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LONDON — Teaching unions and government officials in Britain are locked in a heated debate over plans to reopen elementary schools in England in two weeks time.

As part of Britain’s easing of lockdown restrictions, Boris Johnson, the prime minister, announced last week that he hoped elementary schools in England would start opening in phases at the beginning of June. Only children in kindergarten, Grade 1 and Grade 6 would initially return.

But several teaching and doctors unions say that the government is moving too quickly.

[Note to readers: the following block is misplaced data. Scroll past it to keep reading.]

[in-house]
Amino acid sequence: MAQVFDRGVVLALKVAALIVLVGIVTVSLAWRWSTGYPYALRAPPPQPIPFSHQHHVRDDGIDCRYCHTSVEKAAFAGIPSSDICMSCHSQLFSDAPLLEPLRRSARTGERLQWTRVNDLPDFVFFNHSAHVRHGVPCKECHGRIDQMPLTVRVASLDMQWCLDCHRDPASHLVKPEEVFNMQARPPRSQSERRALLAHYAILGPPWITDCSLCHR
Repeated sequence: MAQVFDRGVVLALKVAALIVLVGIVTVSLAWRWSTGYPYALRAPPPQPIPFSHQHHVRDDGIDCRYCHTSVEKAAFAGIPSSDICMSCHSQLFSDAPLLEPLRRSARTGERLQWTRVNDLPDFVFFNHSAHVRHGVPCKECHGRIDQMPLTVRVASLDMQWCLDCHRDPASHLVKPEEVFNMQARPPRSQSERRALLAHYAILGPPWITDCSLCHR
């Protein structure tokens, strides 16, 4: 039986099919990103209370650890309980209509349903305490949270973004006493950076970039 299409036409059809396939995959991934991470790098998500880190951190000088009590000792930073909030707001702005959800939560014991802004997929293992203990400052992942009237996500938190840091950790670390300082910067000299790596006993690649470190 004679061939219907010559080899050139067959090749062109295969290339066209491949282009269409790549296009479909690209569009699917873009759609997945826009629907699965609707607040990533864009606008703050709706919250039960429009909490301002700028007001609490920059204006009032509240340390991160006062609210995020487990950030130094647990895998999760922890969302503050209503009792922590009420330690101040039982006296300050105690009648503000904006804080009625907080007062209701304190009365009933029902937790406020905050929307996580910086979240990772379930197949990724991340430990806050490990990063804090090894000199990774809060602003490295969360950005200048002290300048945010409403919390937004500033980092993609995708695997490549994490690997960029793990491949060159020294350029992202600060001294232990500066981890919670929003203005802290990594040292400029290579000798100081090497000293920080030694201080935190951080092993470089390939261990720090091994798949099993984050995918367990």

The debate was plastered across several British newspapers on Saturday morning. “Schools to defy unions and reopen next month,” ran a frontpage headline in the Times of London. “Reopening schools on 1 June is too dangerous, say doctors,” said the Guardian.

A number of teaching unions say that the government has not addressed teachers’ safety concerns. The British Medical Association, the main doctors union, said that reopening schools now risked a second spike in infections.

The city of Liverpool has indicated it will defy government guidance and keep its school gates shut until at least June 15th.

Speaking at Friday’s Downing Street press conference, Matt Hancock, the health secretary, said he wouldn’t support the phased reopening of schools unless it was safe to do so, “and it is safe to do so.”

“In the same way that it’s terrible news that this virus impacts on the elderly so much, the good news is that it seems to spare children in almost every case,” he said.

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